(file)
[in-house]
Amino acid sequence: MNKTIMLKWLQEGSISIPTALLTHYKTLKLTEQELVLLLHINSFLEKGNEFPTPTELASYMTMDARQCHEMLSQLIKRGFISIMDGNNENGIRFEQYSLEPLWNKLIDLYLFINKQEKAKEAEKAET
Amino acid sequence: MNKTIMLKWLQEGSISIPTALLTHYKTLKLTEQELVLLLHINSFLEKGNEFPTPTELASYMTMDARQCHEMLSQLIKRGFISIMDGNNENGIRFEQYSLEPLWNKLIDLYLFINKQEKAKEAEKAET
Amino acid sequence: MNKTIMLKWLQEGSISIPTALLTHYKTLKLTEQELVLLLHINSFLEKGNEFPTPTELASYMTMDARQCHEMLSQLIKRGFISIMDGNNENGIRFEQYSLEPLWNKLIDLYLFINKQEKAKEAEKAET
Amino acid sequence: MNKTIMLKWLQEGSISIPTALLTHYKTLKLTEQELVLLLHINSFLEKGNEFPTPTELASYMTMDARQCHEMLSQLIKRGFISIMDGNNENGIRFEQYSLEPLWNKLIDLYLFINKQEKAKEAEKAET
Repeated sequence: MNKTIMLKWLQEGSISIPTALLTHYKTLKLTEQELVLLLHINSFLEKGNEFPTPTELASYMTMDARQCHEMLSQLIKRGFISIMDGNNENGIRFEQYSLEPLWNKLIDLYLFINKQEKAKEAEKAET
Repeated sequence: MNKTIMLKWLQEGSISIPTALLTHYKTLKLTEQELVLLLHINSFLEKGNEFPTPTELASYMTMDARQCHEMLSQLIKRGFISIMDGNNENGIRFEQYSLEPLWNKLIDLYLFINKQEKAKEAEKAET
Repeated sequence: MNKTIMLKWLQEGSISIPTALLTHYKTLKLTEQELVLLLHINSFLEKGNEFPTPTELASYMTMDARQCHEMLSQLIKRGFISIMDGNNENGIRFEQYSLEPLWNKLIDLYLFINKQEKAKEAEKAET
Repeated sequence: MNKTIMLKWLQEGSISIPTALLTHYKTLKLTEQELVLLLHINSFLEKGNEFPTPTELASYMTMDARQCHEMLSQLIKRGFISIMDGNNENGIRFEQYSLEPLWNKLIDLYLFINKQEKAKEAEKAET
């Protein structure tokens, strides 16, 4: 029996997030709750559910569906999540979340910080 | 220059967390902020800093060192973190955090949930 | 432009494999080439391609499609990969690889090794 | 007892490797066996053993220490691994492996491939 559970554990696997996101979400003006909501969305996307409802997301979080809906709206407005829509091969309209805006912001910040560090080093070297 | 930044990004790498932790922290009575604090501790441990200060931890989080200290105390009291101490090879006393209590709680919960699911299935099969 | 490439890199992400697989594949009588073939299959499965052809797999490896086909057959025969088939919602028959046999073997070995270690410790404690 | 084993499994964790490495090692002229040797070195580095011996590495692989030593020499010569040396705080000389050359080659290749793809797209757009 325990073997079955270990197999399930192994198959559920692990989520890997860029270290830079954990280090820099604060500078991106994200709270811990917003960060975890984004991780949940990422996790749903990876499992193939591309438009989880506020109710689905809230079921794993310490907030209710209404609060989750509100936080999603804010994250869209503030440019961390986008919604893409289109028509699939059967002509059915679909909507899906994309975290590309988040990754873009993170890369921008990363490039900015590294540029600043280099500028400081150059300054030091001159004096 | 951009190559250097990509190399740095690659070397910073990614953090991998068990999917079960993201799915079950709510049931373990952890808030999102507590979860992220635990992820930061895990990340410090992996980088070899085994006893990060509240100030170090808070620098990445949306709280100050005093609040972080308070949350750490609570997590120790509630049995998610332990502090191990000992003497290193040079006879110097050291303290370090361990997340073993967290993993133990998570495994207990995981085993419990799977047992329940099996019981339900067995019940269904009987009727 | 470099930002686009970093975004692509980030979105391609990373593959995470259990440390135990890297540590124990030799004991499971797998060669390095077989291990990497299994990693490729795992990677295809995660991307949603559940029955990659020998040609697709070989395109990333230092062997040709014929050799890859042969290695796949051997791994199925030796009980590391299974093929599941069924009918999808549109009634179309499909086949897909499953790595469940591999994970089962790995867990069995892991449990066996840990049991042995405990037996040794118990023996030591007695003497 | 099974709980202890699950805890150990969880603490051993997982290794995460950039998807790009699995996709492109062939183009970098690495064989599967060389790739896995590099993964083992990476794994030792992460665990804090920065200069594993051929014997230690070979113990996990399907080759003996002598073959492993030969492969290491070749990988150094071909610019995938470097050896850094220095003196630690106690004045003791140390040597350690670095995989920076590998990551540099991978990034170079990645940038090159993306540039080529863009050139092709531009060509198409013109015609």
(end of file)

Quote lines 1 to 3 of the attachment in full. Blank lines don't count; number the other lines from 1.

[in-house]
Amino acid sequence: MNKTIMLKWLQEGSISIPTALLTHYKTLKLTEQELVLLLHINSFLEKGNEFPTPTELASYMTMDARQCHEMLSQLIKRGFISIMDGNNENGIRFEQYSLEPLWNKLIDLYLFINKQEKAKEAEKAET
Amino acid sequence: MNKTIMLKWLQEGSISIPTALLTHYKTLKLTEQELVLLLHINSFLEKGNEFPTPTELASYMTMDARQCHEMLSQLIKRGFISIMDGNNENGIRFEQYSLEPLWNKLIDLYLFINKQEKAKEAEKAET